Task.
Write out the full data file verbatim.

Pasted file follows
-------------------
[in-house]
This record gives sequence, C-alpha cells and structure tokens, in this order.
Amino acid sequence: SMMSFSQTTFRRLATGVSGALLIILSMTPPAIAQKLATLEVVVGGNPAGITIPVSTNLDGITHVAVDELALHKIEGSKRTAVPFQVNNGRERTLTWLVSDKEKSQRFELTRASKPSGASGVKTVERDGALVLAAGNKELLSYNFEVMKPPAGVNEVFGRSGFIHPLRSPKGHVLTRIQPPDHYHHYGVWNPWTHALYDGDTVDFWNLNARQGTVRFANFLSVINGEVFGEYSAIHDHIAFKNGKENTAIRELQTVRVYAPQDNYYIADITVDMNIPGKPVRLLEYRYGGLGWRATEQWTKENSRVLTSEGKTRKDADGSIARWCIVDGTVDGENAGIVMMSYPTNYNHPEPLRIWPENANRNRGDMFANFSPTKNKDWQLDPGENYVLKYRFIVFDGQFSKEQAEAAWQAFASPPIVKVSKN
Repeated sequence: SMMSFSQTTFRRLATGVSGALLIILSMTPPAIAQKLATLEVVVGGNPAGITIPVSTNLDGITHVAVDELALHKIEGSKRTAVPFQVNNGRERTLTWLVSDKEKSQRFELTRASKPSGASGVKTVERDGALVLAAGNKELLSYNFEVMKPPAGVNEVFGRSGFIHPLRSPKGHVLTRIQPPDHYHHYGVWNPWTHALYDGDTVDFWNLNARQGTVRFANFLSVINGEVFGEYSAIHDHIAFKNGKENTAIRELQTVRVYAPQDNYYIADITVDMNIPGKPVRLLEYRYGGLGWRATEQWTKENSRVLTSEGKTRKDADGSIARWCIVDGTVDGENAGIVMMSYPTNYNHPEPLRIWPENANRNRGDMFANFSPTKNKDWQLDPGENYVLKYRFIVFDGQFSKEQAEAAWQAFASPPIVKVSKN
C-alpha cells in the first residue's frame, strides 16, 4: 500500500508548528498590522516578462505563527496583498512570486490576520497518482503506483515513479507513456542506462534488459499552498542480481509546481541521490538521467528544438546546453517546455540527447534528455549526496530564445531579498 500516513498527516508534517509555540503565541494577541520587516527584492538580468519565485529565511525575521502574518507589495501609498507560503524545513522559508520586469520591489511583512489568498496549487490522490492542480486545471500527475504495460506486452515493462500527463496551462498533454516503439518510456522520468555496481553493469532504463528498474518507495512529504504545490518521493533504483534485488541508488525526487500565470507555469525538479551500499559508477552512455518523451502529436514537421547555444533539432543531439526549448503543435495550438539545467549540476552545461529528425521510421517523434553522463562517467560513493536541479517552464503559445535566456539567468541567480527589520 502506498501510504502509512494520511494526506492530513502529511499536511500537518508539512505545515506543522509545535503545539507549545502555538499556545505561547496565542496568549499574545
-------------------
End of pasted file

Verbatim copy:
[in-house]
This record gives sequence, C-alpha cells and structure tokens, in this order.
Amino acid sequence: SMMSFSQTTFRRLATGVSGALLIILSMTPPAIAQKLATLEVVVGGNPAGITIPVSTNLDGITHVAVDELALHKIEGSKRTAVPFQVNNGRERTLTWLVSDKEKSQRFELTRASKPSGASGVKTVERDGALVLAAGNKELLSYNFEVMKPPAGVNEVFGRSGFIHPLRSPKGHVLTRIQPPDHYHHYGVWNPWTHALYDGDTVDFWNLNARQGTVRFANFLSVINGEVFGEYSAIHDHIAFKNGKENTAIRELQTVRVYAPQDNYYIADITVDMNIPGKPVRLLEYRYGGLGWRATEQWTKENSRVLTSEGKTRKDADGSIARWCIVDGTVDGENAGIVMMSYPTNYNHPEPLRIWPENANRNRGDMFANFSPTKNKDWQLDPGENYVLKYRFIVFDGQFSKEQAEAAWQAFASPPIVKVSKN
Repeated sequence: SMMSFSQTTFRRLATGVSGALLIILSMTPPAIAQKLATLEVVVGGNPAGITIPVSTNLDGITHVAVDELALHKIEGSKRTAVPFQVNNGRERTLTWLVSDKEKSQRFELTRASKPSGASGVKTVERDGALVLAAGNKELLSYNFEVMKPPAGVNEVFGRSGFIHPLRSPKGHVLTRIQPPDHYHHYGVWNPWTHALYDGDTVDFWNLNARQGTVRFANFLSVINGEVFGEYSAIHDHIAFKNGKENTAIRELQTVRVYAPQDNYYIADITVDMNIPGKPVRLLEYRYGGLGWRATEQWTKENSRVLTSEGKTRKDADGSIARWCIVDGTVDGENAGIVMMSYPTNYNHPEPLRIWPENANRNRGDMFANFSPTKNKDWQLDPGENYVLKYRFIVFDGQFSKEQAEAAWQAFASPPIVKVSKN
C-alpha cells in the first residue's frame, strides 16, 4: 500500500508548528498590522516578462505563527496583498512570486490576520497518482503506483515513479507513456542506462534488459499552498542480481509546481541521490538521467528544438546546453517546455540527447534528455549526496530564445531579498 500516513498527516508534517509555540503565541494577541520587516527584492538580468519565485529565511525575521502574518507589495501609498507560503524545513522559508520586469520591489511583512489568498496549487490522490492542480486545471500527475504495460506486452515493462500527463496551462498533454516503439518510456522520468555496481553493469532504463528498474518507495512529504504545490518521493533504483534485488541508488525526487500565470507555469525538479551500499559508477552512455518523451502529436514537421547555444533539432543531439526549448503543435495550438539545467549540476552545461529528425521510421517523434553522463562517467560513493536541479517552464503559445535566456539567468541567480527589520 502506498501510504502509512494520511494526506492530513502529511499536511500537518508539512505545515506543522509545535503545539507549545502555538499556545505561547496565542496568549499574545